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Rail News Home Labor

April 2018

Rail News: Labor

Rail Labor: Q&A with Amalgamated Transit Union's Lawrence Hanley

About 12 percent of the Amalgamated Transit Union's members work in the transit-rail industry.


By Julie Sneider, Senior Associate Editor

The Amalgamated Transit Union (ATU) is the largest labor union representing transit and allied workers in the United States. Founded in 1892, the ATU today has more than 199,000 members, including those working light-rail, subway and streetcar systems. Of the union’s total membership, about 12 percent work in the transit-rail industry.

Progressive Railroading recently interviewed ATU International President Lawrence Hanley. In a wide ranging discussion, he expressed disappointment about the U.S. and Canadian governments' shift away from what he believes should have been adequate financial support of mass transportation over the past few decades. As a result, many transit-rail systems built in the 1970s — such as the Metrorail system in Washington, D.C. — have fallen into a state of disrepair, Hanley said.

What will become of America's workers if all vehiclese become driverless?
— Lawrence Hanley, ATU

He also expressed concern over the trend toward privatization, in which agency boards or municipalities turn over management and/or operation of their transit systems to a private company. Those entities put the squeeze on wages, making it harder to recruit and retain transit employees at a time when the workforce is aging and longtime workers are leaving for retirement, he believes.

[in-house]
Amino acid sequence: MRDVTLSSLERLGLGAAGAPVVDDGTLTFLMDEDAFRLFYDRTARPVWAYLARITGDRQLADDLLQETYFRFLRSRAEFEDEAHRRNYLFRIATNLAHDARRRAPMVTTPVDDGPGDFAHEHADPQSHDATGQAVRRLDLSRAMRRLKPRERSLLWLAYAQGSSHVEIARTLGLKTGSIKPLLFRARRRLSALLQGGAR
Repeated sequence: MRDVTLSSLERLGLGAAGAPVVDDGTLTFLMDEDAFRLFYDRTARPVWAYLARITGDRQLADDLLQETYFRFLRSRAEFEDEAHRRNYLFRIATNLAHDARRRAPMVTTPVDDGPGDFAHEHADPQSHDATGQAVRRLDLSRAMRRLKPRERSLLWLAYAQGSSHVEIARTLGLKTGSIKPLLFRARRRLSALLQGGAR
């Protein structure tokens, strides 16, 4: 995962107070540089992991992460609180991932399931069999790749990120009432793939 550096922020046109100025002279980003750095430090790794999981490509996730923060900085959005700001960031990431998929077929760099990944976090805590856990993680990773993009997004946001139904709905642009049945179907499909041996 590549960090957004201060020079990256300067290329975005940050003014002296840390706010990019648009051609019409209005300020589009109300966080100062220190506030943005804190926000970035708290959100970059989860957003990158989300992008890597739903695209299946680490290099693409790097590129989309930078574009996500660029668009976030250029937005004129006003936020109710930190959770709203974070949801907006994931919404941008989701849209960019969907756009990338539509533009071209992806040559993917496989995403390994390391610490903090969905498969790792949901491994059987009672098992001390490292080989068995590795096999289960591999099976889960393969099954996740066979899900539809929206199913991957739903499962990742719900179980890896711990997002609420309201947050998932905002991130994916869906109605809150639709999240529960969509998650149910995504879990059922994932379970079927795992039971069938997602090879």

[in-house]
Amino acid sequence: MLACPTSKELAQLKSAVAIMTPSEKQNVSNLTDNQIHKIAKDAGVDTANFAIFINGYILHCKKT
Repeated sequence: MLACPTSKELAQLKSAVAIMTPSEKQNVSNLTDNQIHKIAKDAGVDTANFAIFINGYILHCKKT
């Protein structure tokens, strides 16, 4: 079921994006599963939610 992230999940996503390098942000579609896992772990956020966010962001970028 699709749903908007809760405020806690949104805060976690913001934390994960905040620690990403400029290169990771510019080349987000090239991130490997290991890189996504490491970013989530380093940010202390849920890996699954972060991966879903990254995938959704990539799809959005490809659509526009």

Following are Hanley's edited responses to Progressive Railroading's questions.

How would you characterize the current state of the transit-rail industry’s labor-management relationship?

It’s fairly tense, particularly because we’ve gone for years with inadequate funding. And that results in poor labor relations. Agencies, and sometimes private companies, are always forced to try to do more with less and that puts pressure and tension into those relationships. In addition, we have agencies that are terribly mismanaged and that creates a lot of tension in the workforce, as well.

Many agencies are concerned there will be less federal funding for transit under the current administration. What do you see occurring as a result?

You could look at [the transit systems] in Washington, D.C., and Baltimore as examples. These are places that have relatively new systems. They were built 40 years ago, but they were built at a moment in our history of high ambition for transit. After that, government went in a different direction. As a result, it ignored and underfunded these systems, and both of them are now falling apart. For example, Baltimore just had to shut down the entire subway system for a month because of neglect of the tracks and all kinds of safety issues. . . .

Lack of funding indicates a lack of interest on the part of government officials, as opposed to the 1970s when these systems were built and there was a whole gung-ho attitude about mass transit. . . . There are exceptions, such as in Salt Lake City where there is genuine interest locally in expanding light rail. So, they've taken a serious interest in funding transit — locally, though. Again, federally, funding has been a disaster. And by the way, this was true in the Obama administration, as well as with Trump's.

Give some examples of how this lack of funding is directly impacting your members.

With the lack of funding, there has been a move toward privatization. Privatization really just means lower wages. . . . The agency or municipality brings in a private company to [operate the transit system and] take all the blame so the agency heads and board members don’t have to own up to lowering people’s wages.

Do you see a difference between Canada and the U.S. in terms of transit funding?